Also situated within the housing 1 is a tail holding rod 11 which is allowed to freely rotate about its linear axis. The tail holding rod 11 is supported at one end 14 within the housing 1. The opposite end 13 of the tail holding rod 11 extends out of the housing 1 and has a hook formed in it. The hook end 13 of the tail holding rod 11 is functionally adapted to hold a simulated tail 30 in it. The tail holding rod 11 is held in place simply by the weight of the tail 30 which is held within the hook end 13 of the rod 11. Situated within the tail holding rod 11 is a rod extension portion 12 which, in the preferred embodiment, is simply a double bend in the rod 11 which creates an extension member 12 within the rod 11 itself. The rod extension member 12 is functionally adapted to engage the extension members 7 of the cam pulley 6.

In application, the batteries 21 are placed within the battery pack 20. The timing circuit 24 is programmed to the timing cycle desired or required by the user. In this inventor's experience, a cycle which achieves tail flicking about every 7 seconds is optimum for hunting deer, for example. The power cord and jack 15, 16 are plugged into the battery pack 20 and the battery pack 20 is inserted into the decoy's body cavity. With the drive motor 2 activated, the motor rotor 3 and the drive pulley 4 begin to rotate. Rotation of the drive pulley 4 moves the drive belt 5 and, in turn, moves the cam pulley 6 to turn about the cam pulley rod 8. With the cam pulley 6 in rotational motion, the extension portion 12 of the tail holding rod 11 is placed into cyclic contact with the extension members 7 of the cam pulley 6. This creates a slight displacement of the extension portion 12 of the tail holding rod 11 and rotation of the tail holding rod 11 and, in turn, a slight movement of the rod hook 13 and of the tail 30 being suspended by the rod hook 13.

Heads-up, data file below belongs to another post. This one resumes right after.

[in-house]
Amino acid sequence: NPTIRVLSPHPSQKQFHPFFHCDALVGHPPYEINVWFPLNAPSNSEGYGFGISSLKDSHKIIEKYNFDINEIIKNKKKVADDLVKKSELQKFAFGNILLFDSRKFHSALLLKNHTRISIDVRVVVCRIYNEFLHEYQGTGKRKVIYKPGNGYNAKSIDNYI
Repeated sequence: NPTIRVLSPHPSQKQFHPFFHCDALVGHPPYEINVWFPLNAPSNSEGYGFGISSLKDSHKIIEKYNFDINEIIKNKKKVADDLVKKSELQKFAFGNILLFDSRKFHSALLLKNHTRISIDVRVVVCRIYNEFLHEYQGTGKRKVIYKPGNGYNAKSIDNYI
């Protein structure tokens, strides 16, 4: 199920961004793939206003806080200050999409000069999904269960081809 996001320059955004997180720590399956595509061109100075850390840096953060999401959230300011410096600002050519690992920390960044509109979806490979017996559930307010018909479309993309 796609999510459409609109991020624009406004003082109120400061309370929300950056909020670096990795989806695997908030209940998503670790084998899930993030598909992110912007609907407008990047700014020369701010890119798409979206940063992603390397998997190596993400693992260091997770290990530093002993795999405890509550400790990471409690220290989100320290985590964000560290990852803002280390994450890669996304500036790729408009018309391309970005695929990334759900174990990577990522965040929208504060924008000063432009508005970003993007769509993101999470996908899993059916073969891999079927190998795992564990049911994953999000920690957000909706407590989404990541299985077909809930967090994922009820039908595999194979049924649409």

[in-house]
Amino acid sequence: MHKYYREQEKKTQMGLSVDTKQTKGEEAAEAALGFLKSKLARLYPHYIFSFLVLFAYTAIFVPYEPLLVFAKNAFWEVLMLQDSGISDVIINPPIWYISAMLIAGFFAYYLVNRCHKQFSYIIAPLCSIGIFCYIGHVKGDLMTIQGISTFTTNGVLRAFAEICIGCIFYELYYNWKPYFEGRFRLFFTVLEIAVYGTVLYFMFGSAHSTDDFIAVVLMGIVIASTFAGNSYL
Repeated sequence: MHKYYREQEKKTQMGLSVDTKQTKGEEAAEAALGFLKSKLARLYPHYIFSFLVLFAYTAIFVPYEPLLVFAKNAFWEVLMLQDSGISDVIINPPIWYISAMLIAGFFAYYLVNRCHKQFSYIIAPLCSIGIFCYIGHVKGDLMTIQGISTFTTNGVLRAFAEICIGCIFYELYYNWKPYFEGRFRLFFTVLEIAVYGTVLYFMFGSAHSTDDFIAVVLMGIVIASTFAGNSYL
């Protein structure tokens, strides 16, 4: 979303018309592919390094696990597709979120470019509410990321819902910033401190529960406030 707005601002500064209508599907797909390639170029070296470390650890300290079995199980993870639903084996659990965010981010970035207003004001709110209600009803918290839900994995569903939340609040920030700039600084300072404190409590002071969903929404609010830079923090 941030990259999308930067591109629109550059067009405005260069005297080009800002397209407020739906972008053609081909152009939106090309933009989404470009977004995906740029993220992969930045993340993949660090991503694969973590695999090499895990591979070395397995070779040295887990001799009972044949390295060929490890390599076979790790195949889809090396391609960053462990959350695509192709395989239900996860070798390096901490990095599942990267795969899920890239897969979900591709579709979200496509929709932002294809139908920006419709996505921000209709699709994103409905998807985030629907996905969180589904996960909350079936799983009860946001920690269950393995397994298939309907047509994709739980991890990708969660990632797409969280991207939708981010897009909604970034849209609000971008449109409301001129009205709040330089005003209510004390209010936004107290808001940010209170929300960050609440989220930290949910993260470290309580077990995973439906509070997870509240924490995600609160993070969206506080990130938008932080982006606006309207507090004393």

From the foregoing detailed description of the illustrative embodiment of the invention set forth herein, it will be apparent that there has been provided a new, useful and uncomplicated decoy assembly which consists of a assembly mechanism housing which can be mounted into any number of commercially available animal decoys to simulate animal movement such as tail flicking action, which requires only a minimal number of elements and which requires only a minimal number of steps to utilize, and which is quiet, which allows for minimal power draw and maximum battery life, which can be used in a wide range of temperatures and in all weather conditions without failure and which can provide for variable timing of the tail flicking action.

Patent Citations
Cited PatentFiling datePublication dateApplicantTitle
US118982 *Sep 12, 1871 Improvement in motive-powers
US127196 *May 28, 1872 Improvement in devices for changing rotary into reciprocal motion
US1312328 *Aug 6, 1918Aug 5, 1919 Planogfiaph co
US2038460 *Jun 19, 1934Apr 21, 1936Weiss Edmund EAudible mechanical toy
US2121175 *Nov 30, 1937Jun 21, 1938Savage Edward SToy
US2329564 *Jul 18, 1942Sep 14, 1943Frank E ThomasToy crocodile